Midi packs with Midi Godz Check right now: The best way to practice and improve our skills with MIDI is by acquiring professional MIDI files designed by reputable sound design labels such as Midi Loops. But all this power doesn't come without a cost; the creation of professional MIDI content is inextricably linked to the mastering of music theory and keyboard playing, and it’s for that reason th...
Meet Utah’s Logan Blackman and some of his music conducting work: Let’s start by having you describe your sound to our readers… Logan J. Blackman : Symphonically, my sound is very grand and cinematic. However in my chamber works, I tend to take a much lighter tone. My Bassoon Duets, “The Logic of a Mad-Man” is nothing but one big satire/comedic piece. Is it true you’ve been making music since you were a child? Logan J. Blackman : Yes! I have been making music since I was 12, but I began writing at around 14. Read extra information at https://youtube.com/channel/UCSUtkib-sUKa2m7K0NOJREw.
John Nardolillo has appeared with more than 30 of the country’s leading orchestras, including the Boston Pops, the National Symphony, and principal orchestras of Seattle, San Francisco, Detroit, Atlanta, Dallas, Milwaukee, Utah, Columbus, Indianapolis, Oregon, Fort Worth, Buffalo, Alabama, Louisville, Missouri, North Carolina, Toledo, Vermont, Columbus, Omaha and Hawaii. He also recently conducted concerts at the Kennedy Center in Washington, D.C.; the Kimmel Center in Philadelphia; and Carnegie Hall in New York. Nardolillo made his professional conducting debut in 1994 at the Sully Festival in France, and has since made conducting appearances in the United States, France, Germany, Italy, Norway, Sweden, Denmark and China. He has led major American orchestras in subscription series concerts, summer and pops concerts, education concerts and tours, and for television and radio broadcasts. In 2004 Nardolillo joined the faculty at the UK School of Music, where he is currently serving as the director of orchestras.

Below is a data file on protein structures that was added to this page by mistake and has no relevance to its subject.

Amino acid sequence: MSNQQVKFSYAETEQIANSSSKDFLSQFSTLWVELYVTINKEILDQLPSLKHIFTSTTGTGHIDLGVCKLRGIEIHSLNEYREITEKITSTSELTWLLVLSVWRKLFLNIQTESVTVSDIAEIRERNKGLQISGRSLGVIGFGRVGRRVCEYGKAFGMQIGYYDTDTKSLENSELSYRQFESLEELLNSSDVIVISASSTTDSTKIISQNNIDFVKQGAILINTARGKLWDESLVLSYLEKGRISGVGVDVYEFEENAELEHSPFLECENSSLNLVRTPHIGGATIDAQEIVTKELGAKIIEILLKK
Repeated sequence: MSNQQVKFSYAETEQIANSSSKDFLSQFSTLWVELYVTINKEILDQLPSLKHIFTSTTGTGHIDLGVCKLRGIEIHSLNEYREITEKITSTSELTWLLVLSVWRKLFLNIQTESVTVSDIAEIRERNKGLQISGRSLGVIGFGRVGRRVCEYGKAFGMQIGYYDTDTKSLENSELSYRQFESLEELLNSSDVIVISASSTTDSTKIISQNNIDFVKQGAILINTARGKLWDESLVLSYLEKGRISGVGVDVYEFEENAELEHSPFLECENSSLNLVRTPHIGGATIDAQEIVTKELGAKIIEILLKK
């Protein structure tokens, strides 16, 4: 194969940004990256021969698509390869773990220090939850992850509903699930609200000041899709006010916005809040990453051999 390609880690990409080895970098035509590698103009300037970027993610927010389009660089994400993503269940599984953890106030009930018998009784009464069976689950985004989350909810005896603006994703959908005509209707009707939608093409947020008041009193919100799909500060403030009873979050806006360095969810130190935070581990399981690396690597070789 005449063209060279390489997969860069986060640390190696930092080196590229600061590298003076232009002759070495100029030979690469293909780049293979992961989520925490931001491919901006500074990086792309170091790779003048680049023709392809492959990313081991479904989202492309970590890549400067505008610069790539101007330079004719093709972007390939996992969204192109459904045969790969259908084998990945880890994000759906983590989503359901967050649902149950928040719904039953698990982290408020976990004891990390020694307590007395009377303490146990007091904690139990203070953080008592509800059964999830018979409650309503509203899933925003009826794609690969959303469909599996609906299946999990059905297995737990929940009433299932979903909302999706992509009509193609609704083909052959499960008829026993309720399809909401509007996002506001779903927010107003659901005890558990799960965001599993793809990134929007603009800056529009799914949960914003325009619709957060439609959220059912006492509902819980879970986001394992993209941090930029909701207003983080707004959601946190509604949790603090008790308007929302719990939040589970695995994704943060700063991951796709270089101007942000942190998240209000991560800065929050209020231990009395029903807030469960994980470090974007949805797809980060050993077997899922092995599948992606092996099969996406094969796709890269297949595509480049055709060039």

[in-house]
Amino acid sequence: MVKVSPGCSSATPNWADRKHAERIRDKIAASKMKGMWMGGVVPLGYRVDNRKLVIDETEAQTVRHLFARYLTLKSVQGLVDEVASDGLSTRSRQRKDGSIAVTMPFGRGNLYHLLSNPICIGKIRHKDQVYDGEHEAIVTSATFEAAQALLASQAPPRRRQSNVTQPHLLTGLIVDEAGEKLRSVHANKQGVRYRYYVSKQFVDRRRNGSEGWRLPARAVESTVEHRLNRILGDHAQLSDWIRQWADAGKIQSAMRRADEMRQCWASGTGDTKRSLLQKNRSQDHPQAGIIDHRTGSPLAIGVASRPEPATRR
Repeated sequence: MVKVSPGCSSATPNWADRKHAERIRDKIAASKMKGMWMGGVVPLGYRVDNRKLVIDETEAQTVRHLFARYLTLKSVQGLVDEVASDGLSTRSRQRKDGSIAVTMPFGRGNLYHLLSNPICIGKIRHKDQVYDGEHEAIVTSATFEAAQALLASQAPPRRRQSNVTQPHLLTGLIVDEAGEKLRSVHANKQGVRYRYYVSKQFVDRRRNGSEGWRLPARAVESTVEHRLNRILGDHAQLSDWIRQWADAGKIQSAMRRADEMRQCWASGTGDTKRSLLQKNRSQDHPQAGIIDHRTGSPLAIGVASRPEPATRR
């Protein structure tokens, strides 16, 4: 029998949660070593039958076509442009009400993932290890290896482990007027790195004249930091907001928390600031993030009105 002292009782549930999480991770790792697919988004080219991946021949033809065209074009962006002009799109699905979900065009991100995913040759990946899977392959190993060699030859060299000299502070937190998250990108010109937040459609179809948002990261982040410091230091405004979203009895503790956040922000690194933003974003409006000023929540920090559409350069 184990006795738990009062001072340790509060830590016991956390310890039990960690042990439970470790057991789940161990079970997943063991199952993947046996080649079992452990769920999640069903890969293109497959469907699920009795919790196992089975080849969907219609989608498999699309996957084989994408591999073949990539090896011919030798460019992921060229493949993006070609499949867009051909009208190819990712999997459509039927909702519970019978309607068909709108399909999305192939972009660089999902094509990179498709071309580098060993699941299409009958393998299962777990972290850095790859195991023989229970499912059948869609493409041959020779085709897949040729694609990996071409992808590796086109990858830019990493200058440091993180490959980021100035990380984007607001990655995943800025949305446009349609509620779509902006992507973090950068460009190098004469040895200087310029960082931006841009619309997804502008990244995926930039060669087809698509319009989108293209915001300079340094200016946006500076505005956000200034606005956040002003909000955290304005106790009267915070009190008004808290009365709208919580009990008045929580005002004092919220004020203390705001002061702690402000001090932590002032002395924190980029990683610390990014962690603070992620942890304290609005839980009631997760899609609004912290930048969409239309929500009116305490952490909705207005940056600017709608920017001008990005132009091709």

You may not be familiar with the tragic love story of Tristan and Isolde, but I would wager that you could conjure up a quote or two from Shakespeare’s Romeo and Juliet, the play that inspired composer and conductor Leonard Bernstein’s West Side Story which catapulted him into the limelight as the music man for all seasons and confirmed his unique sensitivity toward popular culture, philosophy, literature, religion, and the politics of his times. His 100th birthday (August 25, 1918) is currently being celebrated (until August 25, 2019) by orchestras, singers, and dancers in cities throughout the world, and Lexington, Kentucky has joined the party. In keeping with his genius, Bernstein said: “To achieve great things, two things are needed; a plan, and not quite enough time.” Tempus fugit I thought as I sat in the Singletary Center and listened to the University of Kentucky Symphony Orchestra’s (UKSO) April 20th Season Finale: Bernstein at 100!
The critically acclaimed University of Kentucky Symphony Orchestra, conducted by Maestro John Nardolillo, will perform next with concerto competition winner, Michael Robinson, a junior at UK School of Music. The concert will include music by celebrated composers Carl Nielson and Gustav Mahler, as well as a premiere of work by UK junior Logan Blackman. The concert will begin 7:30 p.m. Friday, Feb. 17, at the Singletary Center for the Arts. Discover even more details at Logan Blackman Lexington.
The University of Kentucky Symphony will play “Prayer,” with Blackman conducting, Friday night. Nardolillo says it’s unusual for a student composition to have the level of sophistication and advancement for the orchestra to take it on. Blackman says he never even considered that the UK Symphony might play his composition. From the moment the opportunity presented itself, he says, he wanted to conduct the performance. “My degree is in bassoon performance, but from here, I want to go to grad school to study conducting,” he says. “It would be interesting to sit back and listen, but being the lover of conducting that I am, I had the itch to do this.”